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Chinese Home Buyers Hunt in Smaller Real-Estate Markets
Brief:Chinese internet users are increasingly searching for homes in lesser known markets and in college towns, an analysis by Sotheby’s International Realty Affiliates finds.
In Danville, Calif., this $4.788 million equestrian estate is one of
Sotheby’s most popular listings with Chinese browsers.
Forget San Francisco. The next stop for jet-setting Chinese home buyers could be Walla Walla.

The Washington city, about 4½ hours outside of Seattle, is among a number of lesser-known U.S. real-estate markets getting attention from Chinese internet users, according to an analysis of online search traffic to Sotheby’s International Realty Affiliates.

The most popular U.S. markets, by volume of Chinese web traffic to the site, were Southampton, N.Y.; Houston; Brooklyn, N.Y.; Lake Whitingham, Vt., and Monterey, Fla. The company tracked traffic from Chinese IP addresses to the site for 12 months through October.

“We’re starting to see that the Chinese are looking in college towns—this is a newer phenomenon,” said John Passerini, Sotheby’s global vice president of interactive marketing, adding that Chinese web visitors represent the largest group outside of the U.S., over 1 million unique visitors, or roughly 10% of total traffic.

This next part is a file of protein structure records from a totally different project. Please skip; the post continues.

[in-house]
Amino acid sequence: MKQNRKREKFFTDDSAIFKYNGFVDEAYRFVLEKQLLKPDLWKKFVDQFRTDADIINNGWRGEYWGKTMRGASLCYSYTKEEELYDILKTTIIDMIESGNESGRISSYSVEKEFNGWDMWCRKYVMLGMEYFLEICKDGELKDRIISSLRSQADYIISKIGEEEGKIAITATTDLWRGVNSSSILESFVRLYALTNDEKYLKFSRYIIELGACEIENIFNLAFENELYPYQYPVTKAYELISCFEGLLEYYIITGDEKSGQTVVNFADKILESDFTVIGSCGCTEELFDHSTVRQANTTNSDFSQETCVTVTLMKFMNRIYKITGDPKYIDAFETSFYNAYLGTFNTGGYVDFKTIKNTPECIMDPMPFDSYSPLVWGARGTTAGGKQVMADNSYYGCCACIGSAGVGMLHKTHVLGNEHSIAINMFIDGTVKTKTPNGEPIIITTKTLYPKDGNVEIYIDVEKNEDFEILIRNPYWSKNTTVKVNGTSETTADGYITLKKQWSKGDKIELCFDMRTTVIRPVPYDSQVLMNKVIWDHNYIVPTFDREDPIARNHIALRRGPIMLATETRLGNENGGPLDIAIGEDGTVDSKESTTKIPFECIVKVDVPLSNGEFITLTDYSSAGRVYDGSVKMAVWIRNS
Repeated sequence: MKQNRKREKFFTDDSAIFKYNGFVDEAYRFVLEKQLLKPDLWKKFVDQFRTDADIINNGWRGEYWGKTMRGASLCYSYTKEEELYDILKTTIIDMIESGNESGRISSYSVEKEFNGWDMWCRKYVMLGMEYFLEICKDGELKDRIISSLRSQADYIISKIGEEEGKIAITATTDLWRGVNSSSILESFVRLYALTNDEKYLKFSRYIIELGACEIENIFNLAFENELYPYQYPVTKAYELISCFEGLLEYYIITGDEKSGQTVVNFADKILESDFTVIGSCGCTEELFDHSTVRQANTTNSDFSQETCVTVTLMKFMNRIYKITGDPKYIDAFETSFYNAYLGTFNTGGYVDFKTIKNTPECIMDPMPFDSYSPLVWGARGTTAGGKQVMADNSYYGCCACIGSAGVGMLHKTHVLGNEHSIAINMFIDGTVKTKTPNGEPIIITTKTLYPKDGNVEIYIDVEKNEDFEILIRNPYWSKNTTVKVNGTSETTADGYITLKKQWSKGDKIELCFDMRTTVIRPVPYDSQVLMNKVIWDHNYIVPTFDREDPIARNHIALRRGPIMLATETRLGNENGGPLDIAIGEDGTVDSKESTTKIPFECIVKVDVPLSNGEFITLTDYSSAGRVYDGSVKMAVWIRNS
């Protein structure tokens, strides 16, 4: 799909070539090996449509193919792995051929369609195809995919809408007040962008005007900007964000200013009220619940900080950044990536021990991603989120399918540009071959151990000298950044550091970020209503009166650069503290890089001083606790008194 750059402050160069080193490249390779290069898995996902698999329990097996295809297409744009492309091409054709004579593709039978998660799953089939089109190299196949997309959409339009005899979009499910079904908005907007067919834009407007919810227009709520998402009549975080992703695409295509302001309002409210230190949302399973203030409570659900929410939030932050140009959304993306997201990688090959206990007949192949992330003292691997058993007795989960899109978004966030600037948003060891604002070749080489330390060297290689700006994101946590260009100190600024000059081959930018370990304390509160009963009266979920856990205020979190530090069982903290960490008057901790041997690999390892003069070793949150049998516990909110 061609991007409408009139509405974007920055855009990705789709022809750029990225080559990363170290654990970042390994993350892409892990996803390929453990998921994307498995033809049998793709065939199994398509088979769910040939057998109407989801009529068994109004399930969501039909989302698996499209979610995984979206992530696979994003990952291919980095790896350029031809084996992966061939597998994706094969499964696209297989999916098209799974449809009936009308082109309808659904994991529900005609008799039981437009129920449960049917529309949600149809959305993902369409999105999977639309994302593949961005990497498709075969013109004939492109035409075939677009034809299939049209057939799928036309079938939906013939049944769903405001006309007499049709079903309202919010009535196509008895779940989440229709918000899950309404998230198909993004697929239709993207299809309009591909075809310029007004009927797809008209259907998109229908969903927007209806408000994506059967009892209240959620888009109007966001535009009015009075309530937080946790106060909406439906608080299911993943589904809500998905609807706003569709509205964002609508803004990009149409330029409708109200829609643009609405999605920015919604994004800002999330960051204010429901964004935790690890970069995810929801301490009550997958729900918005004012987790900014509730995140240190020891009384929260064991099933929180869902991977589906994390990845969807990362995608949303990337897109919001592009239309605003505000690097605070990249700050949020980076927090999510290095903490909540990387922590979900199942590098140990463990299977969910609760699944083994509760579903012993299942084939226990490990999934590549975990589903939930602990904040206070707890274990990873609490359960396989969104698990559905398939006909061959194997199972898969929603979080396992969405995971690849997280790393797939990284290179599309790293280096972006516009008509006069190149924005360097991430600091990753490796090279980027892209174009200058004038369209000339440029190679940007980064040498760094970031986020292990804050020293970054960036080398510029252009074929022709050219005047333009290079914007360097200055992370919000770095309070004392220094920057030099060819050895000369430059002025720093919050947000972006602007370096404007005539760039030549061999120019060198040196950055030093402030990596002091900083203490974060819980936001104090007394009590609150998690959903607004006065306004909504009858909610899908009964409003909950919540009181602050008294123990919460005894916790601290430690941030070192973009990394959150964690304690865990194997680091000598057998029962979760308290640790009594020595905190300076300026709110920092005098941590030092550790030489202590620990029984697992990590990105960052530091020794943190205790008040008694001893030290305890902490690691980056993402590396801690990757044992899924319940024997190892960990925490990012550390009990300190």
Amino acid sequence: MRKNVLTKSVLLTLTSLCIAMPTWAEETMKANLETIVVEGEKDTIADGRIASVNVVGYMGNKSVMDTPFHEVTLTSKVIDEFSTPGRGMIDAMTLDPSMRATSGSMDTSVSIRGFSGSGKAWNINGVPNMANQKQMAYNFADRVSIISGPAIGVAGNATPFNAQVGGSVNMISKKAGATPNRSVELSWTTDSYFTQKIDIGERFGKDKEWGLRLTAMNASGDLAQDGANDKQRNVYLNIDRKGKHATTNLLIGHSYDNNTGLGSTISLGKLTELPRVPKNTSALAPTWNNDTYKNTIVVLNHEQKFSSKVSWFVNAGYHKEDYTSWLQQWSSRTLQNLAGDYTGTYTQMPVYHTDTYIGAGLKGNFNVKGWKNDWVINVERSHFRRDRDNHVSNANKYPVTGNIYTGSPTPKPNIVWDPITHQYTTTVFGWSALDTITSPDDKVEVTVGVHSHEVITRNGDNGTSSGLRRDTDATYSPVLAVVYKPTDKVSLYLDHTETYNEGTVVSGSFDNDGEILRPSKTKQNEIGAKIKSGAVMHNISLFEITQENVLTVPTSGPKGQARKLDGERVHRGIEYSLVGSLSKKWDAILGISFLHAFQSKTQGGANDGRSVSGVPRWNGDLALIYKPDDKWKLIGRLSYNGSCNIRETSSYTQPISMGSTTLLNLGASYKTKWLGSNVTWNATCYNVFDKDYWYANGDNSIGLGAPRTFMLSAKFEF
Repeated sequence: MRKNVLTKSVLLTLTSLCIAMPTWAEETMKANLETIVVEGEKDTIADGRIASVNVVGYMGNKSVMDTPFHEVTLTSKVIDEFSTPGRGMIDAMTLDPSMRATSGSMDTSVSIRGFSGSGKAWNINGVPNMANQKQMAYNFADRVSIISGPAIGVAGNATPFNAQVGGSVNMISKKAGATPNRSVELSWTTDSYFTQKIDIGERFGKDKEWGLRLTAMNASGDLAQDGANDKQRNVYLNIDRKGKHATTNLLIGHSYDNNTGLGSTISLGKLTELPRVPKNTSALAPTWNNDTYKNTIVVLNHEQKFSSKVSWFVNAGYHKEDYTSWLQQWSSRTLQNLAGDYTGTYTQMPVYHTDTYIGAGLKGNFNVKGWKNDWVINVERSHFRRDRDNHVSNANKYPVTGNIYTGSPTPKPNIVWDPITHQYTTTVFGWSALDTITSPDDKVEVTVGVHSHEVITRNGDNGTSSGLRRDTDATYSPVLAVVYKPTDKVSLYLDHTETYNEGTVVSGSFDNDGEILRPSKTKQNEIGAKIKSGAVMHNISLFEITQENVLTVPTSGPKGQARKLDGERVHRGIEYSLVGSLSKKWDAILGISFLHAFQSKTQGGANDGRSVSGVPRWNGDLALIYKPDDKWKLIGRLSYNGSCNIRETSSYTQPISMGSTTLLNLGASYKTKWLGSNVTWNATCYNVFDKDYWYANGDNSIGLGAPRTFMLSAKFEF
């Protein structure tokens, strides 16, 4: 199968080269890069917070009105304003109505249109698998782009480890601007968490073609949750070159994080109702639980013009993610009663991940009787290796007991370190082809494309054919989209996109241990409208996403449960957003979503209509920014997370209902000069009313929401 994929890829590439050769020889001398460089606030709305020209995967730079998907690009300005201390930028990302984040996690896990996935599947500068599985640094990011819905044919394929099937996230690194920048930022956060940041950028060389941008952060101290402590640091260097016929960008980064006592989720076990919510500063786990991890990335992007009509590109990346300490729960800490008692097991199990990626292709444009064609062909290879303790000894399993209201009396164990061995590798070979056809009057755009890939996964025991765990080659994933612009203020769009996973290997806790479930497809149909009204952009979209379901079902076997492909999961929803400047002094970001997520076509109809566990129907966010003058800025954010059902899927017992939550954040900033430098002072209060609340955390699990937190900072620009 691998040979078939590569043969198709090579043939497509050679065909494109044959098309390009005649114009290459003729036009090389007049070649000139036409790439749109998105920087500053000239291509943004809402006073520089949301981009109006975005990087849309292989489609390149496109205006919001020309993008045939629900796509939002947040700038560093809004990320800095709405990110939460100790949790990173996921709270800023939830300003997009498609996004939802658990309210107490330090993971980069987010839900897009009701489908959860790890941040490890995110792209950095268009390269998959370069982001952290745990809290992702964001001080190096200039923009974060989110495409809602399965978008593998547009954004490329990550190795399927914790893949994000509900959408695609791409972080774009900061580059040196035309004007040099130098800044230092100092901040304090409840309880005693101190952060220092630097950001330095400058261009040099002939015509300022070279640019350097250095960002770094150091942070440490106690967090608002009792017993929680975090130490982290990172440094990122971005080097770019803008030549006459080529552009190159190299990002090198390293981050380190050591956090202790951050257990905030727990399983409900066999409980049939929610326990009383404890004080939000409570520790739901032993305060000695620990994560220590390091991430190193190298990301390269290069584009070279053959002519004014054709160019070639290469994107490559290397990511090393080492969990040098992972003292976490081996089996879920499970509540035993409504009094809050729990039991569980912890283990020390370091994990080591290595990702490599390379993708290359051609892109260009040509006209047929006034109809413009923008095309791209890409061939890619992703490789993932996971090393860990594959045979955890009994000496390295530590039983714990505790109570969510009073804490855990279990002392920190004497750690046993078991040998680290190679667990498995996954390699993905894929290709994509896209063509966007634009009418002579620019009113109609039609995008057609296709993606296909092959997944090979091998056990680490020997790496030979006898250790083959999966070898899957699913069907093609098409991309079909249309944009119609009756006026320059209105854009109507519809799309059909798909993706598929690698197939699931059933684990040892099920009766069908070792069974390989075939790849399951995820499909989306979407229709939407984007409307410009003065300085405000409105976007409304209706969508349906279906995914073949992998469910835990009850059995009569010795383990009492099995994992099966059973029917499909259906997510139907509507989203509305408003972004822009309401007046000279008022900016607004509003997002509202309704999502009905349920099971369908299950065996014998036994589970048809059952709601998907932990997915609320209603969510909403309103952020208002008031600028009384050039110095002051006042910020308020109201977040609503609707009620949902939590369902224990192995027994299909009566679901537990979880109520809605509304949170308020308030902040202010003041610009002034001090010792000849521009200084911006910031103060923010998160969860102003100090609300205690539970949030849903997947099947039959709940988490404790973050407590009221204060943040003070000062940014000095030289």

The rise in traffic to smaller markets, like College Place, Wash., a city in Walla Walla County and home to a local university, suggests that Chinese buyers are looking for alternatives to more competitive luxury markets. The most popular search criteria used by Chinese browsers were “waterfront,” “gated community” and “green home.”
For the fourth straight year, the Chinese outspent all other foreign buyers of U.S. real estate combined, with a sales volume of $27.3 billion—more than three times the amount spent by the next biggest group of foreign buyers, Canadians, according to a July report from the National Association of Realtors. The Chinese also buy more expensive homes—a median price of $542,084, compared with the U.S. median of $223,058 for existing home sales. (News Corp, which owns The Wall Street Journal, also owns Realtor.com, the listing website of the National Association of Realtors.)

In Danville, Calif., in the San Francisco Bay Area, Andrew Greenwell of Venture Sotheby’s is selling a $4.788 million equestrian estate with a 6,000-square-foot home. With 1,396 page views from China in the past year, it is one of Sotheby’s most popular listings with Chinese browsers.

“They like newer construction and great schools,” said Mr. Greenwell, who notes that some Chinese clients have bought homes specifically to enroll their children in top-rated private schools.

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